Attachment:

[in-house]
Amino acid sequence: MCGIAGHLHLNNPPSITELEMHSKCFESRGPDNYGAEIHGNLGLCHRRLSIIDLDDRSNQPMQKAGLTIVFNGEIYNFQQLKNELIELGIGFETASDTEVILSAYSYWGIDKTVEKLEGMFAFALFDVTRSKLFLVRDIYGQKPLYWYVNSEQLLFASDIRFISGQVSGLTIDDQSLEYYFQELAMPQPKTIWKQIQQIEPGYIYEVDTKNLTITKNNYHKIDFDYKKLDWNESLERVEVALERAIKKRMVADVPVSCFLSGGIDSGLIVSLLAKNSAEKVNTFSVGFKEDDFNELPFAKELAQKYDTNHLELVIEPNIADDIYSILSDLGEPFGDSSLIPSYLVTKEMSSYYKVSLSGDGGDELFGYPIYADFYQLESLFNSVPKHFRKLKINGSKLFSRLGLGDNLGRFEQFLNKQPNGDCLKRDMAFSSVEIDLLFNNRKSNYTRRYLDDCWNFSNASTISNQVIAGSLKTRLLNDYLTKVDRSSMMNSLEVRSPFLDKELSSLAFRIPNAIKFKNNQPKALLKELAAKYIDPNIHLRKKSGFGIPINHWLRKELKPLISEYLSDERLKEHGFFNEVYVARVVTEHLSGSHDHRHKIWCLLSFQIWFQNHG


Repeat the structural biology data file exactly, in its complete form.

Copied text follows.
[in-house]
Amino acid sequence: MCGIAGHLHLNNPPSITELEMHSKCFESRGPDNYGAEIHGNLGLCHRRLSIIDLDDRSNQPMQKAGLTIVFNGEIYNFQQLKNELIELGIGFETASDTEVILSAYSYWGIDKTVEKLEGMFAFALFDVTRSKLFLVRDIYGQKPLYWYVNSEQLLFASDIRFISGQVSGLTIDDQSLEYYFQELAMPQPKTIWKQIQQIEPGYIYEVDTKNLTITKNNYHKIDFDYKKLDWNESLERVEVALERAIKKRMVADVPVSCFLSGGIDSGLIVSLLAKNSAEKVNTFSVGFKEDDFNELPFAKELAQKYDTNHLELVIEPNIADDIYSILSDLGEPFGDSSLIPSYLVTKEMSSYYKVSLSGDGGDELFGYPIYADFYQLESLFNSVPKHFRKLKINGSKLFSRLGLGDNLGRFEQFLNKQPNGDCLKRDMAFSSVEIDLLFNNRKSNYTRRYLDDCWNFSNASTISNQVIAGSLKTRLLNDYLTKVDRSSMMNSLEVRSPFLDKELSSLAFRIPNAIKFKNNQPKALLKELAAKYIDPNIHLRKKSGFGIPINHWLRKELKPLISEYLSDERLKEHGFFNEVYVARVVTEHLSGSHDHRHKIWCLLSFQIWFQNHG